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AI in Higher Education

The advent of generative artificial intelligence (GenAI) over the past year has sent universities and just about everybody else searching for experts who can advise them on best practices and guidelines. One of the top go-to people in higher education in the world has been Professor Chan Ka Yuk, Cecilia, who brings a unique set of skills and strong networks to the task.

Professor Cecilia Chan of the Academic Unit of Social Contexts and Policies of Education, has a PhD in engineering, as well as qualifications in education, and is also the new Director of HKU’s Teaching and Learning Innovation Centre (TALIC), which was formed in July 2023 to bring together various teaching support units, including those focused on teaching technologies, under one roof. She previously led a team to help HKU teachers meet the challenges of online learning during COVID-19. That was a big task, but then on November 30, 2022, came an even bigger challenge, the launch of the language model ChatGPT, which has suddenly made everyone question how GenAI will change learning and their working lives.


“I started researching GenAI even before ChatGPT was launched because I was aware something was coming. And ever since, I have been collecting data about what our students and teachers want, which has also supported our HKU policy,” she said.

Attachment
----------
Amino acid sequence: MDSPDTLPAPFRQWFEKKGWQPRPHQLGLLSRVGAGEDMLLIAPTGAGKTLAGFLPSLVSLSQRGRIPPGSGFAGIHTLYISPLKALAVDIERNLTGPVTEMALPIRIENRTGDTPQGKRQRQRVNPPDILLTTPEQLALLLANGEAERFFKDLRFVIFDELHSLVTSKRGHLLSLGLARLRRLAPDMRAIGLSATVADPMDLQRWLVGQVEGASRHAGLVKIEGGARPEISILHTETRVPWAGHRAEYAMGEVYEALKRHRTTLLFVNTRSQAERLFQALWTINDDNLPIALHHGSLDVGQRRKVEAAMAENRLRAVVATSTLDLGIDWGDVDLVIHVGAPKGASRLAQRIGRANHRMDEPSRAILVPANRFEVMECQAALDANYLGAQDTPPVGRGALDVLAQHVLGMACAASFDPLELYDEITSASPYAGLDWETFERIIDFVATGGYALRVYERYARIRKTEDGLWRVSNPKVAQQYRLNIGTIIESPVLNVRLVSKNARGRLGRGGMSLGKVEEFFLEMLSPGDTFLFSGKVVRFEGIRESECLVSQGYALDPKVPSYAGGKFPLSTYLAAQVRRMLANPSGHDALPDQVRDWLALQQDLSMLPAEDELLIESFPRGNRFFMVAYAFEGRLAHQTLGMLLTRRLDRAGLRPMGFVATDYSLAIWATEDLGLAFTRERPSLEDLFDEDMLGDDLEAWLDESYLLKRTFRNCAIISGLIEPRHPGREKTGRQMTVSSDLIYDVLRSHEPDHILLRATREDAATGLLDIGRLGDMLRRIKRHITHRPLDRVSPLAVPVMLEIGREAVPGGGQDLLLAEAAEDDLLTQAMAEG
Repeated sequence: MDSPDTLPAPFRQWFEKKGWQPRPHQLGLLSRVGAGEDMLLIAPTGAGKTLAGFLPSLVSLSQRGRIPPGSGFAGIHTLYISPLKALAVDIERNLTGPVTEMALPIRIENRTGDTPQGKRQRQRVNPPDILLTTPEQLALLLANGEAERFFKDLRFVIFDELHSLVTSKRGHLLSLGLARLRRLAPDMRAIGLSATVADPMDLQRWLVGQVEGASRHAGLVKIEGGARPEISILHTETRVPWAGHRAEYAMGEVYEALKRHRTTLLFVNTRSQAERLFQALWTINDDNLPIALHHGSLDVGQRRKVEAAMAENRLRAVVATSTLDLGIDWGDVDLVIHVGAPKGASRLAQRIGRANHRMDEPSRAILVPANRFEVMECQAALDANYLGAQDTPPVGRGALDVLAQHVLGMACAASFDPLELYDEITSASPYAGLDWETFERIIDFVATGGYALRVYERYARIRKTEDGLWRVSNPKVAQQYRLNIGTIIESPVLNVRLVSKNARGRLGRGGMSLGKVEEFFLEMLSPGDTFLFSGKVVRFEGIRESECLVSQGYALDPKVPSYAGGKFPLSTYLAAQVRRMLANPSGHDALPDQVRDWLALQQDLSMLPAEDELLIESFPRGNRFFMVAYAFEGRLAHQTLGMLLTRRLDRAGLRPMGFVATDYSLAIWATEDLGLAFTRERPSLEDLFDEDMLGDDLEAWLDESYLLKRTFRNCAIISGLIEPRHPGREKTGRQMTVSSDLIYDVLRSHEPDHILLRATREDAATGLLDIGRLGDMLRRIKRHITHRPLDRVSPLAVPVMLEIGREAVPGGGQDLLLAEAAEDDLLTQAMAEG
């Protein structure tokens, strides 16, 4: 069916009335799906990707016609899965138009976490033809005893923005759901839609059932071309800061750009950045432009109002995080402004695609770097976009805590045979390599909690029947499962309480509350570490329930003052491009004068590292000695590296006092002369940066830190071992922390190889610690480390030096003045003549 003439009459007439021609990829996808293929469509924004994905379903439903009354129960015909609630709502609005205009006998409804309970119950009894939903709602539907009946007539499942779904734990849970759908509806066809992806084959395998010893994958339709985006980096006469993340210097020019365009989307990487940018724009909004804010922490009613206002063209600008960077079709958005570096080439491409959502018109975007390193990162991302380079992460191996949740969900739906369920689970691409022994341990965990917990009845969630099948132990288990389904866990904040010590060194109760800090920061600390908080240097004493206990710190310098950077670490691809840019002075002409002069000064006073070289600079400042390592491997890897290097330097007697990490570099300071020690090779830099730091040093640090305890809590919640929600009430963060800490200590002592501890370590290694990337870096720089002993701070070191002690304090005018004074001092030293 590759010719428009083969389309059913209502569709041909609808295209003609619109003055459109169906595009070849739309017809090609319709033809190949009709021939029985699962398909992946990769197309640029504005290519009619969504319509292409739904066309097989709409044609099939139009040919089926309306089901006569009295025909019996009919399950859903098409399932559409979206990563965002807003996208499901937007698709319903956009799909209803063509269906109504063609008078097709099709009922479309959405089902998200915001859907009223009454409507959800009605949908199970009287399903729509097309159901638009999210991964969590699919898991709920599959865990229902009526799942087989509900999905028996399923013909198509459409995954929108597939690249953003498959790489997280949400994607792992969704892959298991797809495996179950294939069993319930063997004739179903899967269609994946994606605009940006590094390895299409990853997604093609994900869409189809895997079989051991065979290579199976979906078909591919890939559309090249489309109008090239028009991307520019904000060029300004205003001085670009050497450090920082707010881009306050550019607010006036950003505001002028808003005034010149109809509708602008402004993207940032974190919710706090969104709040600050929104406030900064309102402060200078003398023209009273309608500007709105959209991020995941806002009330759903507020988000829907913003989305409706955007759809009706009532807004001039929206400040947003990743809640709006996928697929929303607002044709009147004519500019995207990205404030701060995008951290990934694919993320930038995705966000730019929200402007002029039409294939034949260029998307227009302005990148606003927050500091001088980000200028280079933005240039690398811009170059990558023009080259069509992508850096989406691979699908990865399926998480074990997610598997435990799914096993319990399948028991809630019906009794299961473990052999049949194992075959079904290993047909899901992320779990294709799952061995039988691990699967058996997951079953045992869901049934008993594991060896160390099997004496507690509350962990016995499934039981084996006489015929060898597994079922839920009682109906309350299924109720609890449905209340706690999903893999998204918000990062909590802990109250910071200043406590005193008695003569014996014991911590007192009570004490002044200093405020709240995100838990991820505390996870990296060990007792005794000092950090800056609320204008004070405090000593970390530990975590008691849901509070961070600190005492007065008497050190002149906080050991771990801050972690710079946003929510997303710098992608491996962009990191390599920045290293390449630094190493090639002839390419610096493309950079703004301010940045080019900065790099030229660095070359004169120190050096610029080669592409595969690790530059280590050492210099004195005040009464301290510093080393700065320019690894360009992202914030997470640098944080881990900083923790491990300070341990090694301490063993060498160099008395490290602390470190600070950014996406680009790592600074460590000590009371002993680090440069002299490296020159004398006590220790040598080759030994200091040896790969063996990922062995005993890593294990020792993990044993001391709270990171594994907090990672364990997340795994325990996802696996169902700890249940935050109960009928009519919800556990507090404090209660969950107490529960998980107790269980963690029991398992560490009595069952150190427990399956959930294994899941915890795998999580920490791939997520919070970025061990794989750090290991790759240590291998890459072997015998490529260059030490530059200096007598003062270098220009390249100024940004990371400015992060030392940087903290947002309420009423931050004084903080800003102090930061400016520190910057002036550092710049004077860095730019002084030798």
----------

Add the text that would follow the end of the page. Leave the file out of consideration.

Appreciating the urgent implications of AI, she has worked at breakneck speed to produce more than five published papers and a forthcoming book on the matter, alongside her duties at TALIC, where she helped to develop a GenAI policy for the whole University, launched WhatsApp support and an AI clinic for teachers, created a dedicated website called AI in Education, and created a five-week self-paced online module on AI literacy for both staff and students. All in less than six months.


Global Impact

Her work has attracted widespread interest not just at HKU but universities around the world, from places as far apart as the Philippines and Ecuador. Local schools have also been in touch (she was invited to speak at a conference on AI in schools for Hong Kong and Macau principals) and more than 100 people have enquired about joining her as a postgraduate student to research AI.